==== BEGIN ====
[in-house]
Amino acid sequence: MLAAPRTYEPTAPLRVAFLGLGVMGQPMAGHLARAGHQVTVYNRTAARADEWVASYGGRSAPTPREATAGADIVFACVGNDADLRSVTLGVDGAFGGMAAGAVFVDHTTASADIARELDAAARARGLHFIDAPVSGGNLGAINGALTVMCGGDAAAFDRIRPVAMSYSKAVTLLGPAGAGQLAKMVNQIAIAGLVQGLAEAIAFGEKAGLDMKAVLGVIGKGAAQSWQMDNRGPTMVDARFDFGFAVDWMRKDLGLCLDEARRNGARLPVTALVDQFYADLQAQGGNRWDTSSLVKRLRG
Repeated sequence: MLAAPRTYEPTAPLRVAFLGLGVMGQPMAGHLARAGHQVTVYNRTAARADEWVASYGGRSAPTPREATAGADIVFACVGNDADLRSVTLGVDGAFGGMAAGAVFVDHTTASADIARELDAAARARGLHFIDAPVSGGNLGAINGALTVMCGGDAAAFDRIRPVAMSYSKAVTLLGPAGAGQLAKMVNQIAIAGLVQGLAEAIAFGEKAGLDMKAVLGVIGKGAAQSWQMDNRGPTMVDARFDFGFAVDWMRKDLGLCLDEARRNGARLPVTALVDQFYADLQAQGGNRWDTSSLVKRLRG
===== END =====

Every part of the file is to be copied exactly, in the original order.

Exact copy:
[in-house]
Amino acid sequence: MLAAPRTYEPTAPLRVAFLGLGVMGQPMAGHLARAGHQVTVYNRTAARADEWVASYGGRSAPTPREATAGADIVFACVGNDADLRSVTLGVDGAFGGMAAGAVFVDHTTASADIARELDAAARARGLHFIDAPVSGGNLGAINGALTVMCGGDAAAFDRIRPVAMSYSKAVTLLGPAGAGQLAKMVNQIAIAGLVQGLAEAIAFGEKAGLDMKAVLGVIGKGAAQSWQMDNRGPTMVDARFDFGFAVDWMRKDLGLCLDEARRNGARLPVTALVDQFYADLQAQGGNRWDTSSLVKRLRG
Repeated sequence: MLAAPRTYEPTAPLRVAFLGLGVMGQPMAGHLARAGHQVTVYNRTAARADEWVASYGGRSAPTPREATAGADIVFACVGNDADLRSVTLGVDGAFGGMAAGAVFVDHTTASADIARELDAAARARGLHFIDAPVSGGNLGAINGALTVMCGGDAAAFDRIRPVAMSYSKAVTLLGPAGAGQLAKMVNQIAIAGLVQGLAEAIAFGEKAGLDMKAVLGVIGKGAAQSWQMDNRGPTMVDARFDFGFAVDWMRKDLGLCLDEARRNGARLPVTALVDQFYADLQAQGGNRWDTSSLVKRLRG